December 15, 2010
GARCHING/MÜNCHEN/STUTTGART, Germany, Dec. 15 -- The Partnership for Advanced Computing in Europe, PRACE, welcomed the upcoming availability of the third Tier-0 system for the PRACE Research Infrastructure. The contract about the next supercomputer at the Leibniz Supercomputing Centre, Germany (Leibniz-Rechenzentrum, LRZ) -- as part of the Gauss Centre for Supercomputing (GCS) -- "SuperMUC" was signed on December 13th in the presence of the Minister of the State of Bavaria Dr. Wolfgang Heubisch, Prof. Dr. Arndt Bode, chairman of the board of directors of the Leibniz Supercomputing Centre of the Bavarian Academy of Sciences and the Humanities, Germany, and Martin Jetter, chairman of the board, IBM Germany.
This is the third world-class Tier-0 supercomputer announced by PRACE. SuperMUC will start operation in mid-2012 and be one of the fastest general purpose supercomputers in the world with 3 petaflop/s peak performance, 320 terabytes of main memory and 12 petabytes of permanent storage. SuperMUC has a new cooling concept and will be very energy efficient.
"With SuperMUC as the third Tier-0 system, the PRACE Infrastructure sets another milestone in providing the European science community with world-class supercomputing resources. With this system, PRACE will increase its overall Tier-0 capability by more than 5 times since the creation if the infrastructure in 2010," said Dr. Thomas Eickermann, PRACE project manager (Forschungzentrum Jülich, Germany).
Although SuperMUC will be comprised of more than 110,000 processor cores, stable operation and excellent scaling are expected due to its architecture. Scientists will be able to use their established programming models without changes on this new supercomputer. Using the PRACE Research Infrastructure, SuperMUC offers new possibilities for scientists from 20 European PRACE member states.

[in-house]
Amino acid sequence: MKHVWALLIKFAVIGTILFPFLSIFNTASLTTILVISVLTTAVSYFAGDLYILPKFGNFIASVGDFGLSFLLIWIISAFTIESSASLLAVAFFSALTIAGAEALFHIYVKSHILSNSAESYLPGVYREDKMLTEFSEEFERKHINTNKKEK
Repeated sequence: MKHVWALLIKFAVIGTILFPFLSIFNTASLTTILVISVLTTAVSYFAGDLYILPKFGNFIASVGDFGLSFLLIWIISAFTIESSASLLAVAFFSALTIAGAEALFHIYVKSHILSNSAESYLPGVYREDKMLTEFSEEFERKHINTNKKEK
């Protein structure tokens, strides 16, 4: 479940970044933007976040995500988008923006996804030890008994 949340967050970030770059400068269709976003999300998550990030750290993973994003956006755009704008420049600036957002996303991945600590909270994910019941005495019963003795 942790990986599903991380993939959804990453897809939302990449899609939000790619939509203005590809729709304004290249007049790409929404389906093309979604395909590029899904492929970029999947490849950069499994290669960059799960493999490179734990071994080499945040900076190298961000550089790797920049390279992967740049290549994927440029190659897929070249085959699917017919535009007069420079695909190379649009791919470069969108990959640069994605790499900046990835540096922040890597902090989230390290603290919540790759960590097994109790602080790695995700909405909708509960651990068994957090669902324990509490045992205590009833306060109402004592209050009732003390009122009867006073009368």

The new cooling concept is revolutionary. Active components like processors and memory are directly cooled with water that can have a temperature of up to 45 degrees Celsius. This "High Temperature Liquid Cooling" and very innovative system software enable an only very moderate increase in energy needed to operate this system. In addition, all LRZ buildings will be heated reusing this energy.
"SuperMUC will deliver previously unachieved energy efficiency for green computing as well as outstanding compute performance by employing the massive parallelism of general purpose multi core processors," stated Prof. Bode, head of LRZ.
"With the new supercomputer, the German and European research community is getting a push to be on the forefront of international competition," said Martin Jetter, chairman of the board, IBM Germany.
"Continued investment in research and development will allow us to see top research results in the future, in return. I am especially pleased by the fact that the new system is being designed and developed by experts from the IBM R&D center in Boeblingen in collaboration with their colleagues in the US and Asia," Jetter continues.
PRACE Research Infrastructure's supercomputers are used for research in all fields of science like simulation of the evolution of the universe under the influence of dark matter, modeling the earth's interior, propagation of earthquakes, computing the dynamical properties of miscellaneous systems from engineering and nature, down to biological systems and medical scenarios.
The investment costs for SuperMUC -- including operational costs and power for five to six years -- are 83 million Euros; they are funded jointly by the State of Bavaria and Germany -- as are the additional 50 million Euros for the extension of LRZ's buildings. In addition, Bavaria will support accompanying projects in the science of high performance computing.
Bavaria's Minister of Science Dr. Wolfgang Heubisch named SuperMUC an investment into the future: "Powerful computers and software are today's key for scientific and technological competitiveness. With this new supercomputer, the Leibniz Supercomputing Centre in Garching will be a pioneer in energetically optimized computer technology."
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